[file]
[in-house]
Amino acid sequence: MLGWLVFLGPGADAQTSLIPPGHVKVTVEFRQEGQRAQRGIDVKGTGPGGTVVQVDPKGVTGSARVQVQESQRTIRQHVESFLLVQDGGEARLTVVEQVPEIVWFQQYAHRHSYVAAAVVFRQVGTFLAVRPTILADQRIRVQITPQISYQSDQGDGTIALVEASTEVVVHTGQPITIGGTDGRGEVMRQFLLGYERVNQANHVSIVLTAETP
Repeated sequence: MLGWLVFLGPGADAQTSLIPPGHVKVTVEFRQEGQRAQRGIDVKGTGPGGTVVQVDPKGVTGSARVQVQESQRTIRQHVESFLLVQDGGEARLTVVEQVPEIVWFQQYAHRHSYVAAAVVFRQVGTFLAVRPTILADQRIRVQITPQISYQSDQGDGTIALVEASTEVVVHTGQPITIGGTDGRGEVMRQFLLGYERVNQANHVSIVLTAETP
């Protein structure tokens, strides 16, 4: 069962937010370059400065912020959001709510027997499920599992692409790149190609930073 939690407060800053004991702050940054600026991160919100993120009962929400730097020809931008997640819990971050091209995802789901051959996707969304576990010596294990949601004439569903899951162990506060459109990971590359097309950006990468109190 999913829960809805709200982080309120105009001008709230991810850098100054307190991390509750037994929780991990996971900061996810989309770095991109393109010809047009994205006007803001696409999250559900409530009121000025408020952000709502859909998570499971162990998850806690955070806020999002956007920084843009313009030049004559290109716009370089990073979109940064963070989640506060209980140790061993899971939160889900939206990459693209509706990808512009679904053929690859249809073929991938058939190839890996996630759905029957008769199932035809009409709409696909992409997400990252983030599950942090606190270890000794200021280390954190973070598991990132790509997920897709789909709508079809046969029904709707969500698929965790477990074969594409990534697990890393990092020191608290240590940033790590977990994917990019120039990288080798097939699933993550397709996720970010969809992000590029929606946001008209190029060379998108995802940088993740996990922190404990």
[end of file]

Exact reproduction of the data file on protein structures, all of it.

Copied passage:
[in-house]
Amino acid sequence: MLGWLVFLGPGADAQTSLIPPGHVKVTVEFRQEGQRAQRGIDVKGTGPGGTVVQVDPKGVTGSARVQVQESQRTIRQHVESFLLVQDGGEARLTVVEQVPEIVWFQQYAHRHSYVAAAVVFRQVGTFLAVRPTILADQRIRVQITPQISYQSDQGDGTIALVEASTEVVVHTGQPITIGGTDGRGEVMRQFLLGYERVNQANHVSIVLTAETP
Repeated sequence: MLGWLVFLGPGADAQTSLIPPGHVKVTVEFRQEGQRAQRGIDVKGTGPGGTVVQVDPKGVTGSARVQVQESQRTIRQHVESFLLVQDGGEARLTVVEQVPEIVWFQQYAHRHSYVAAAVVFRQVGTFLAVRPTILADQRIRVQITPQISYQSDQGDGTIALVEASTEVVVHTGQPITIGGTDGRGEVMRQFLLGYERVNQANHVSIVLTAETP
């Protein structure tokens, strides 16, 4: 069962937010370059400065912020959001709510027997499920599992692409790149190609930073 939690407060800053004991702050940054600026991160919100993120009962929400730097020809931008997640819990971050091209995802789901051959996707969304576990010596294990949601004439569903899951162990506060459109990971590359097309950006990468109190 999913829960809805709200982080309120105009001008709230991810850098100054307190991390509750037994929780991990996971900061996810989309770095991109393109010809047009994205006007803001696409999250559900409530009121000025408020952000709502859909998570499971162990998850806690955070806020999002956007920084843009313009030049004559290109716009370089990073979109940064963070989640506060209980140790061993899971939160889900939206990459693209509706990808512009679904053929690859249809073929991938058939190839890996996630759905029957008769199932035809009409709409696909992409997400990252983030599950942090606190270890000794200021280390954190973070598991990132790509997920897709789909709508079809046969029904709707969500698929965790477990074969594409990534697990890393990092020191608290240590940033790590977990994917990019120039990288080798097939699933993550397709996720970010969809992000590029929606946001008209190029060379998108995802940088993740996990922190404990």